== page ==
John 21: 19Jesus said this to indicate the kind of death by which Peter would glorify God. Then he said to him, “Follow me!”
Chapter 21 of the book of John is very interesting and worth spending significant time reading. The world had come full circle for the disciples. Just a couple years earlier Jesus walked on the banks of the Sea of Galilee and called some brothers and friends to drop their nets and follow him (Matthew 4:18). If we now fast forward approximately 2 years, in John 21 we find the disciples back in their fishing boats at the Sea of Galilee. So much had happened in this time. They had been following the Messiah, at least someone they thought was the Messiah, but he was no longer there. He had been killed and was no longer with them. Where were they to go now? And as we usually do in such times, we return to what we once knew.
We can only imagine what was going through the disciples’ minds. One disciple, in particular, must have been going through mental torment. Peter’s lasting memories would have been denying Jesus three times (Luke 22:54-62) and then sitting outside bitterly weeping. How often did that scene replay in Peter’s mind?
But early on this morning, a few years later, Jesus stood on the shore and called out to the disciples again. At first they did not recognize him, but when they did it was Peter who jumped into the water and rushed to shore. A while later we read of Jesus reinstating Peter. Just as Peter had denied Jesus three times, Jesus gives Peter the opportunity to acknowledge him three times (John 21: 15-17).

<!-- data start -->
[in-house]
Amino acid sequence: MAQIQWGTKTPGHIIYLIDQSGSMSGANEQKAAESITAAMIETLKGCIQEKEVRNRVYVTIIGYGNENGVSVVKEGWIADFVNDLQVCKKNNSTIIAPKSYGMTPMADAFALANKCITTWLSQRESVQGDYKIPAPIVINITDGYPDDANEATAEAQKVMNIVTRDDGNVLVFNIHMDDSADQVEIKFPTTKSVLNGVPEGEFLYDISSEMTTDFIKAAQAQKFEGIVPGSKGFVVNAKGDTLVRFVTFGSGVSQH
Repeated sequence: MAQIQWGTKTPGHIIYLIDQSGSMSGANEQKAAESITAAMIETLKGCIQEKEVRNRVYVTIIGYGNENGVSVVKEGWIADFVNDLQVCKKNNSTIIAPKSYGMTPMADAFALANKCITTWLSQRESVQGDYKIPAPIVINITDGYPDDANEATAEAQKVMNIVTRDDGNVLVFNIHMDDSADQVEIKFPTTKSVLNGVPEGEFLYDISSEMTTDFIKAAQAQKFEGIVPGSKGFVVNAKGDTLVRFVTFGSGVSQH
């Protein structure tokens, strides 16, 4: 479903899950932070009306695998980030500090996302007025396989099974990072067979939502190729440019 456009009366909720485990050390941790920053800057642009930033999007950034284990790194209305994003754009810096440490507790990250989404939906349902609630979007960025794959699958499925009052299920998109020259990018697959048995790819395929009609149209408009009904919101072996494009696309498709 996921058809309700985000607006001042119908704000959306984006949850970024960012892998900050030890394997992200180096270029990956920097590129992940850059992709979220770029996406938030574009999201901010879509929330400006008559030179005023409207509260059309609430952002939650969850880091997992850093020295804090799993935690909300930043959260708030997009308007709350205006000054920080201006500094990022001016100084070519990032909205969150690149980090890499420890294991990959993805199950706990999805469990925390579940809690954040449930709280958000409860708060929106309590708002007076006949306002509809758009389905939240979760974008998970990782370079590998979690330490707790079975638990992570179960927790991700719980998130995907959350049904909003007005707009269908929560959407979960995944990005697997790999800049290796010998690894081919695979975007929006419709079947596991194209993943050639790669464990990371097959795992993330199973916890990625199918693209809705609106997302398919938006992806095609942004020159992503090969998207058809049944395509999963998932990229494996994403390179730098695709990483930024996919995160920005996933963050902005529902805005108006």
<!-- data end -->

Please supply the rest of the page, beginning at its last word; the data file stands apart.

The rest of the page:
The most curious thing for me in this chapter, however, is what Jesus says next. He tells him that when he (Peter) was younger he dressed himself and went where he wanted, but when older he would stretch out his hands and someone else would dress him and lead him where he would not want to go. “Jesus said this to indicate the kind of death by which Peter would glorify God.” (vs. 18b)
This is how he would “glorify God”? This is so counter-intuitive, especially for people like athletes who are, by definition, strong who rely on their bodies to succeed. How on earth can we glorify God in such weakness? I could picture Peter as some sort of athlete in today’s world (likely an Xtreme Sport). He was passionate, strong, determined. He seemed to have no fear and was always the first to step into any situation whether it was walking on water, jumping off a fishing boat or even drawing his sword when they came to arrest Jesus.
But God’s definition of strength is much different than ours and Jesus’ knew that through much pain, this warrior Peter would have to be humbled, so that he would no longer rely on his own power, but rather the power of God. One of God’s great dichotomies had to play out in his life. God’s power manifests itself in our weakness. If your physical strength is a pillar that you rest your life on, you will never realize the true power of God in your life. Learn from the saints who ran before you. 9 But he said to me, “My grace is sufficient for you, for my power is made perfect in weakness.” Therefore I will boast all the more gladly about my weaknesses, so that Christ’s power may rest on me. 10 That is why, for Christ’s sake, I delight in weaknesses (2 Corinthians 12: 9-10).